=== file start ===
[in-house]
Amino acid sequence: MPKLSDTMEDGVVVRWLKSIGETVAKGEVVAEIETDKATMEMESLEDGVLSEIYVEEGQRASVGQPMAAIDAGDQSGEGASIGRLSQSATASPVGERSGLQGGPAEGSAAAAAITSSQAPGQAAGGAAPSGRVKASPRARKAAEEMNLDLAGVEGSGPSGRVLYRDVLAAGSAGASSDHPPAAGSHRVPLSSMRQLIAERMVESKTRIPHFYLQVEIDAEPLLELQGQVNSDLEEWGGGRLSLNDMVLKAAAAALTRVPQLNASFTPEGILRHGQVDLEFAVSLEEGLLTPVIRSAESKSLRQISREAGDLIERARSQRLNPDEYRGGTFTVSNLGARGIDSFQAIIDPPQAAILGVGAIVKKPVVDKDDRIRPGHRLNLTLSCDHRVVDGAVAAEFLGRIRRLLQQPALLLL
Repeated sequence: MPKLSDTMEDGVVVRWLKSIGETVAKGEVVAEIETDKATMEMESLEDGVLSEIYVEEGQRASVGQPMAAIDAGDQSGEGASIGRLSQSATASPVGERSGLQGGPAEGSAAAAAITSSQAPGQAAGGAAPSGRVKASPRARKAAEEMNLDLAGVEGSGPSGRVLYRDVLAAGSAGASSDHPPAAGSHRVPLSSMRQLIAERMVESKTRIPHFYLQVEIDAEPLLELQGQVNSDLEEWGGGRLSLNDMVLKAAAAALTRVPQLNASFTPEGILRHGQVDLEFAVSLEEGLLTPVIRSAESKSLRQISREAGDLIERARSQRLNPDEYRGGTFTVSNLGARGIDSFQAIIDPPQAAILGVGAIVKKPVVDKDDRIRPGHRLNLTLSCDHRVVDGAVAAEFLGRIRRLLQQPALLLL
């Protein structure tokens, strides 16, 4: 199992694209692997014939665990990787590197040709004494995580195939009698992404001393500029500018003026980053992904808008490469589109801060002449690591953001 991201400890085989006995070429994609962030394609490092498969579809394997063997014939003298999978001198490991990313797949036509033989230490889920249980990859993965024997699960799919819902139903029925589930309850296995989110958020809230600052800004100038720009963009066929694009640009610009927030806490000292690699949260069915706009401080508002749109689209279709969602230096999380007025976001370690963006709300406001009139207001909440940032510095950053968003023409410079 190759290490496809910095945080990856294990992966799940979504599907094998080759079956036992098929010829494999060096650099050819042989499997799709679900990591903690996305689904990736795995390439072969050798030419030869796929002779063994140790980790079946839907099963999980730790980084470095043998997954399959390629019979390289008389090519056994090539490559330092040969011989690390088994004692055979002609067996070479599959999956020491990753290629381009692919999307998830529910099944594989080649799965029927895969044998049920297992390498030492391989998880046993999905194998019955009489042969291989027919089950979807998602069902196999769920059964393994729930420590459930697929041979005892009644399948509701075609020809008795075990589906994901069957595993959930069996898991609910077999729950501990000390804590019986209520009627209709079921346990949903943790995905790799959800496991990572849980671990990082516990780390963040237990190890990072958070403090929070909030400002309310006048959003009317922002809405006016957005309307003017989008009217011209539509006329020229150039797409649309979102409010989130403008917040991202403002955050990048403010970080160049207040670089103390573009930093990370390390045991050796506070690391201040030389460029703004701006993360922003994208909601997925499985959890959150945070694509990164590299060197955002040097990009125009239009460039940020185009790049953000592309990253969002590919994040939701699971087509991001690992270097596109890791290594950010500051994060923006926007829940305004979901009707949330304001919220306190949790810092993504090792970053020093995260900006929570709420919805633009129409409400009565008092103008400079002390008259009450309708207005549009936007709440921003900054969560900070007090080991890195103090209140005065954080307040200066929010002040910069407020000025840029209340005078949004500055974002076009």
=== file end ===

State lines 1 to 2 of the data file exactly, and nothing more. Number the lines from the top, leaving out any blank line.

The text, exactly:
[in-house]
Amino acid sequence: MPKLSDTMEDGVVVRWLKSIGETVAKGEVVAEIETDKATMEMESLEDGVLSEIYVEEGQRASVGQPMAAIDAGDQSGEGASIGRLSQSATASPVGERSGLQGGPAEGSAAAAAITSSQAPGQAAGGAAPSGRVKASPRARKAAEEMNLDLAGVEGSGPSGRVLYRDVLAAGSAGASSDHPPAAGSHRVPLSSMRQLIAERMVESKTRIPHFYLQVEIDAEPLLELQGQVNSDLEEWGGGRLSLNDMVLKAAAAALTRVPQLNASFTPEGILRHGQVDLEFAVSLEEGLLTPVIRSAESKSLRQISREAGDLIERARSQRLNPDEYRGGTFTVSNLGARGIDSFQAIIDPPQAAILGVGAIVKKPVVDKDDRIRPGHRLNLTLSCDHRVVDGAVAAEFLGRIRRLLQQPALLLL